Earning Your Tags, The tradition of #War
Or Why Doing an Adam Adolfo Show
is Like Going to War
By Adam Adolfo
Much has been said about the powerful dogtag image being used to market the Artes de la Rosa production of Man of La Mancha. It is simultaneously iconic, edgy, and elegant. It also is part of a greater story that only actors, designers, and musicians who have worked with me before know.
Ask any actor who’s done one of my shows what it’s like and they won’t flinch as they respond proudly, WAR. What began as a bit of a joke has transitioned into something that is both inspirational and a source of pride for theatre artists.
In the Heights actress and Tony Award winner, Karen Olivo, famously called the process of rehearsal and performance, “Battle”. She says, “My desire to share my experience, my heart, and my pain became a need. Every evening I would call our show 'going into battle'. My cast-mates would laugh or sometimes agree depending on their level of fatigue or illness. However, I meant it. I was at war with myself.”
The phrase actors in my shows use is, “Doing an Adam Adolfo show is like going to war…” it even spawned an unofficial rehearsal hashtag (#war). One snarky actor went further by saying “…specifically the Vietnam war, because it’s all conflict, there’s no resolution, but you know without a doubt something important has happened.” The metaphor for the rehearsal process is oddly appropriate. Tensions are high, and demands are higher. There is a constant struggle to achieve better and produce stronger, and yet the drive behind it continues. While it is not life and death like a solider, the commitment and pride it can elicit are quite similar.
|A moment from |
Stolen Shakespeare Guild's HENRY V
Several years ago, I directed a production of Shakespeare’s HENRY V for Fort Worth’s Stolen Shakespeare Guild, which I set in a fictional world that combined imagery from World War II with Elizabethan costuming. The effect was a fairly elegant image of war. On opening night, I gave the cast a ‘Good Show Gift’, they were dog tags. On the tag was the name of the show, and a line from the script, “How sweet a thing it is to wear a crown.” To say they liked it was an understatement, they flipped out and asked if they could wear them under their costumes… and thus a tradition was born.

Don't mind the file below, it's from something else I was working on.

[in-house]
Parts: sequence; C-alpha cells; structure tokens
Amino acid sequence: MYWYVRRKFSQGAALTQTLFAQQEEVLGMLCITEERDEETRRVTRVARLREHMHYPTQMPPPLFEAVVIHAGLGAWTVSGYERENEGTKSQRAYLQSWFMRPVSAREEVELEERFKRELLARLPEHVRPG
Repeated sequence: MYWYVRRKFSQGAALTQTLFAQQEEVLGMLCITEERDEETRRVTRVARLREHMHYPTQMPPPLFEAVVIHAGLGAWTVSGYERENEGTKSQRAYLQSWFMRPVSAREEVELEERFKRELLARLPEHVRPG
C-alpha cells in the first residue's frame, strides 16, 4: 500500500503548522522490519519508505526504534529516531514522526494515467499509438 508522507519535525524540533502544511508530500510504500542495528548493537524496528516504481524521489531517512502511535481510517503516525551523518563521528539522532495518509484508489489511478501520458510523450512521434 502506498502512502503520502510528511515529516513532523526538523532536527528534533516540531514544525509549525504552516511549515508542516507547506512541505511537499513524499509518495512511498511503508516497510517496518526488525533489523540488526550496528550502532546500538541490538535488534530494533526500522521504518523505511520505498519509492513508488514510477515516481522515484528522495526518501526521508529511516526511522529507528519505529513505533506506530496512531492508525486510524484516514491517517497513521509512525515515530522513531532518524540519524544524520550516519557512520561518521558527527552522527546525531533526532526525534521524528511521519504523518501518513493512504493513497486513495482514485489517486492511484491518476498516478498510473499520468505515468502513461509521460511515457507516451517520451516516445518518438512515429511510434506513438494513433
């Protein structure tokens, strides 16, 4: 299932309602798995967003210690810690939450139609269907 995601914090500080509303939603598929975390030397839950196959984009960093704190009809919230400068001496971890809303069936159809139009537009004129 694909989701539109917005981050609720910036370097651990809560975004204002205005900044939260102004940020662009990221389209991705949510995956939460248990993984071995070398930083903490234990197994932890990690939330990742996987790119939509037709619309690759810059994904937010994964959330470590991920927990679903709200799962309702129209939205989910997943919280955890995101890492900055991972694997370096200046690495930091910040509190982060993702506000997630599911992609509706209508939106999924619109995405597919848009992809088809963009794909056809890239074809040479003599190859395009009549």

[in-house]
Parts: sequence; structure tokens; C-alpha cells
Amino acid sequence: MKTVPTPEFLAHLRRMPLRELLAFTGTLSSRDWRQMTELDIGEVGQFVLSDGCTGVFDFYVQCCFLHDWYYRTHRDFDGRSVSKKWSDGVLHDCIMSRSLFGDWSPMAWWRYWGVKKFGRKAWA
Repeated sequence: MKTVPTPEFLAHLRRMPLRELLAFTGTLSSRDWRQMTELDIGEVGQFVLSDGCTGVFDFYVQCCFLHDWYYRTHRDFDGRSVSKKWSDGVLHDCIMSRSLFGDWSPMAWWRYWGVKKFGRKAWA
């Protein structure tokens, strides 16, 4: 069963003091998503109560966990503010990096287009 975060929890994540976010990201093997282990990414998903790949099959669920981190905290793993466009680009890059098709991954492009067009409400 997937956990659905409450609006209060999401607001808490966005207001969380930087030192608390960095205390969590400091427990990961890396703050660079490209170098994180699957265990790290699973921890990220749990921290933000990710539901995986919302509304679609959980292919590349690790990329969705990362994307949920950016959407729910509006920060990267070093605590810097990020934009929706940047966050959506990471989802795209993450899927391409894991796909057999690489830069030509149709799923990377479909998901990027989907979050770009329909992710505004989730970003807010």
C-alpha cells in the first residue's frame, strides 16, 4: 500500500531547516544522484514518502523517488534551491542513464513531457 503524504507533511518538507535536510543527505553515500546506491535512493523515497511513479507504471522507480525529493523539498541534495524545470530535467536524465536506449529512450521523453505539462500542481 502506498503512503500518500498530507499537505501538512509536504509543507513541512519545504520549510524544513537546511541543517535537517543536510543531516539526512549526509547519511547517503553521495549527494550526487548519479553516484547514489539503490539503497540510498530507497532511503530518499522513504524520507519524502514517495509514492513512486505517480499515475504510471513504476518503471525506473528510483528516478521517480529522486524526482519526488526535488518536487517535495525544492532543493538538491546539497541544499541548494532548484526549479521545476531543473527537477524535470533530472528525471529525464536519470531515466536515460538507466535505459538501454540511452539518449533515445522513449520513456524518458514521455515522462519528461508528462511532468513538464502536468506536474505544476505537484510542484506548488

Everyone who works on an Adam Adolfo show must earn their dog tag and they receive their tags on opening night. It has become something that actors who have been through multiple ‘wars’ look forward to, this opening night tradition that signifies accomplishment.
Adrian Godinez, member of Artes de la Rosa’s Resident Acting Company, and currently scarring audiences as The Captain of the Inquisition in Man of La Mancha says, “The dog tags bring back the memories of the show. Dog tags must be earned after weeks of work and dedication.” Adrian is now on his 5th or 6th tag. Faith Hope who received her first dogtag with Man of La Mancha offers, “When you join the military you know full well you are setting yourself up for exhaustion and pain. You know in the end there will always be two camps the ones who love and the ones who oppress but you do it anyway because of the Love you have for this great country. It is no different in an Adam Adolfo show. You WILL suffer, you will suffer tears and pain and sometimes even blood but in the end it's worth it all for the craft we love so dear! We won't always agree with the road taken to the final product but all roads lead to a group of virtual strangers united under the same flag of joy and passion for this art.”
Earning your tags, just another way that our artists say, “YO SOY ARTES DE LA ROSA”.
Three chances left to see Artes de la Rosa’s Man of La Mancha this weekend! And while here, pick up your souvenir dogtags! #LaManchaFW
Final week this week through May 31st
Friday-Saturday at 8:00, and Sunday at 3:00 pm
For information and to purchase tickets, go to www.artesdelarosa.org
or call 817-624-8333.